Thursday, June 28, 2012

In short: 5 Donne Per L'Assassino (1974)

aka 5 Women for the Killer

When writer Giorgio Pisani (Francis Matthews) returns home from some (possibly journalism related) travels, he finds his wife has not survived the birth of their first child. Shortly after the burial, Pisani learns that the child can't be his own, for family friend Dr. Lydia Franzi (Pascale Rivault) and his wife had hidden the most horrible of truths - at least that's how the film treats it - from him: his sperm count is so bad, he can't possibly be responsible for anyone's pregnancy.

Soon after that, a brutal series of murders of young women in the early stages of pregnancy begins. All of the victims are connected to Pisani one way or the other, so the nameless cop investigating the case (Howard Ross) obviously begins to suspect the writer.

Were this a more interesting giallo, Pisani would now start an investigation of his own to find the true killer among the good number of other possible suspects - a misogynist prick of a doctor (Giorgio Albertazzi), his wife's step brother, his wife's sleazy brother-brother - but as it stands, neither of our supposed protagonists is going to do much investigating on screen.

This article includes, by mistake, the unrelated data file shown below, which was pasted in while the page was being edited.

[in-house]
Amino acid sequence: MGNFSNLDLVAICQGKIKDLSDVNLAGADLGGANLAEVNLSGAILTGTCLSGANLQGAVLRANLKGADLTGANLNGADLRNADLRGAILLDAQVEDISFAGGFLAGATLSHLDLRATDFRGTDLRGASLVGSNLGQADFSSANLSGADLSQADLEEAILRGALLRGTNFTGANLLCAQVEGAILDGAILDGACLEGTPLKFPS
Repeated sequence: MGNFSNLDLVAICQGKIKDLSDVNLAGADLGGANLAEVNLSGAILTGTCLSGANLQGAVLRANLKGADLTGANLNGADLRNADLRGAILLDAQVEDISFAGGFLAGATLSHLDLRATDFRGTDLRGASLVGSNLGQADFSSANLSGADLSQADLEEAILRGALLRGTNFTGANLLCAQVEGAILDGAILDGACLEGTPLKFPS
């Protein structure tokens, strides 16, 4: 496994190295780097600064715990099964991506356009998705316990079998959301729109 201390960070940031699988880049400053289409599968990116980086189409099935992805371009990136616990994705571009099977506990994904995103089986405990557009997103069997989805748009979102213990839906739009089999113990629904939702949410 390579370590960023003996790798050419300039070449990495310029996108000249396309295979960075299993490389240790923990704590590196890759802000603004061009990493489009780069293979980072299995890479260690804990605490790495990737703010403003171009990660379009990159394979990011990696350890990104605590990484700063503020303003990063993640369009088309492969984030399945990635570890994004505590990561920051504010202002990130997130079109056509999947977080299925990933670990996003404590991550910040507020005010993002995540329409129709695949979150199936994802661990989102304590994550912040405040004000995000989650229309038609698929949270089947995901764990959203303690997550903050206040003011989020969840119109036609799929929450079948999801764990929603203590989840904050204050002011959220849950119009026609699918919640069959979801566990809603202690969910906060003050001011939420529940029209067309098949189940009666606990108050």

And that right there is the main problem I have with Stelvio Massi's 5 Donne Per L'Assassino. While it does feature many a stylishly filmed scene, creatively sleazy murders, and an excellent jazz-based soundtrack by Giorgio Gaslini, that's about all it has going for it.

The characters are boring and flat, and are certainly never doing anything of interest, the script is only interested in the murder scenes but ignores chance after chance to develop any thematic depth even though the film's basic set-up screams for an actual exploration of the different ways its different male characters hate women. Instead, it's all murders and set-ups of obvious red herrings, with little to keep them interesting. It's as if Massi were trying to make a giallo that's closer to a more conventional murder mystery, but forgot to add the actual mystery solving aspect to the film.

Else, there are some of the genre-mandatory jibes against the bourgeoisie, but these I've seen treated with more enthusiasm and effectiveness in dozens of other giallos.

As a whole 5 Donne Per L'Assassino treads the boring middle-ground of the giallo genre, and leaves more involved things to other movies.


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